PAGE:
Knowing your true value and when to say “No”
When you’re starting out, you’re excited! Excited that you’ve been invited to the table and that people are wanting to talk to you. You want to say yes to everything just so you can prove your worth. I know this because it’s exactly what I’m going through right now.
The business is new and we’ve been attending meetings left and right with the intention of getting our name out there and hopefully start getting some paid work through the door.
I’m a fan and firm believer in Richard Brandon’s famous quote:
If someone offers you an amazing opportunity and you’re not sure you can do it, say yes – then learn how to do it later.
But you need to know when an opportunity is NOT amazing.
I’ve just gone through a situation where an opportunity I’ve been discussing with a client for about a month has gone from being a $50,000 job to a $5,000 job. I should clarify that the circumstances were out of the clients control, but the opportunity is very different to what was initially offered. The goal posts have changed, yet I was still wanting to say “yes” even though we wouldn’t make much of a profit. We also would’ve taken on a lot of stress to complete the task within the budget and timeframe allocated.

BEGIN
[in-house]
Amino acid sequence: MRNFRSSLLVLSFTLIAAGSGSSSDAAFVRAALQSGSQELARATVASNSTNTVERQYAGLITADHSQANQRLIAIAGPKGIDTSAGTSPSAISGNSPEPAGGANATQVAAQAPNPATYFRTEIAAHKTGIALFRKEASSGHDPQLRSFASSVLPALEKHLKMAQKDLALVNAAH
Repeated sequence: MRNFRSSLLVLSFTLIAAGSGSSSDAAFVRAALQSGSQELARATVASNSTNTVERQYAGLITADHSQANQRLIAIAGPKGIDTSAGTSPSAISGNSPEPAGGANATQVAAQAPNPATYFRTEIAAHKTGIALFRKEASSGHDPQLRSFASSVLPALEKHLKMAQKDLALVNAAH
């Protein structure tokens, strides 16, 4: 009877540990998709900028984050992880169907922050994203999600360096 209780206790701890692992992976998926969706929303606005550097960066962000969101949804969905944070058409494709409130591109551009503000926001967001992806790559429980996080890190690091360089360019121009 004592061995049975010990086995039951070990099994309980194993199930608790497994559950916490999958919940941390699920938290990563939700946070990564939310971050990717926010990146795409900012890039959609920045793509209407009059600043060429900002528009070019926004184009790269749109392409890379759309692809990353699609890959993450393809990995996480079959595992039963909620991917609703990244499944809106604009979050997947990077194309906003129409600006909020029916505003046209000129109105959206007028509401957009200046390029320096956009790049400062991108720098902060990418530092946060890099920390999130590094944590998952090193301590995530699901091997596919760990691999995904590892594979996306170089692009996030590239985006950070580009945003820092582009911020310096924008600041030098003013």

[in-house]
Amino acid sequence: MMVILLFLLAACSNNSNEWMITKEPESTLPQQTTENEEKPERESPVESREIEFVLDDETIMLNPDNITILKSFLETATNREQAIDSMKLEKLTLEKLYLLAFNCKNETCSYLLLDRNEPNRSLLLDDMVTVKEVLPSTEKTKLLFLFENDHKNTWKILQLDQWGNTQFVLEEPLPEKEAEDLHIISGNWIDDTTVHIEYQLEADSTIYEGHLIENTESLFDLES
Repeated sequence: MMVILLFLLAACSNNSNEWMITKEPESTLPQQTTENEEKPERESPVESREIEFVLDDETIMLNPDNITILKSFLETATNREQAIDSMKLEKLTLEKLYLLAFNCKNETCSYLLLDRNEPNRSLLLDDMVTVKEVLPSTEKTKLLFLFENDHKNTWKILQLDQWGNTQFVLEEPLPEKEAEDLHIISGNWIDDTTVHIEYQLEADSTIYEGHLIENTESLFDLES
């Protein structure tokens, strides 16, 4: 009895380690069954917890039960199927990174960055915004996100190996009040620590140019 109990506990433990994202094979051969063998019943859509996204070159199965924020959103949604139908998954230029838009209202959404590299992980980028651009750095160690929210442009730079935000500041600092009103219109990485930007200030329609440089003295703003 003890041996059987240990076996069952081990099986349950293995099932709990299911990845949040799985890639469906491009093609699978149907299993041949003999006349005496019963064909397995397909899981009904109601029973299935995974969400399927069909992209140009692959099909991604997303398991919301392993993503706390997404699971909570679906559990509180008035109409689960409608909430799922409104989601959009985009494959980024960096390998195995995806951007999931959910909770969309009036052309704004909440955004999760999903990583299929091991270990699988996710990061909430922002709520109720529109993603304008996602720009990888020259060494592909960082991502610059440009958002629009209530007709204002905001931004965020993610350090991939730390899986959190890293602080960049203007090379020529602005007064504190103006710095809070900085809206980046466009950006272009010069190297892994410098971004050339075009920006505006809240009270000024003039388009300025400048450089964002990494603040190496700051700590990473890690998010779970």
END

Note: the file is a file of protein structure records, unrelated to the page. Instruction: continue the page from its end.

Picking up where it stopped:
The trick is truly knowing what you and/or your company are worth. Stand by that. You can still say “no” and maintain a great relationship. Offer some free advice or recommend them to someone who may be able to serve their needs better. Honesty is a valuable asset that can help build and strengthen your relationships.
Always remember the importance of respect, honesty, trust and loyalty. That is how you bring true value to your relationships. As Gary Vaynerchuck says:
The single best way to win is to give 51% of the relationship.
To help send this message home I’ll leave you with a stunner of a quote from Warren Buffet:
Honesty is an expensive gift. Do not expect it from cheap people.
So yeah…don’t be cheap.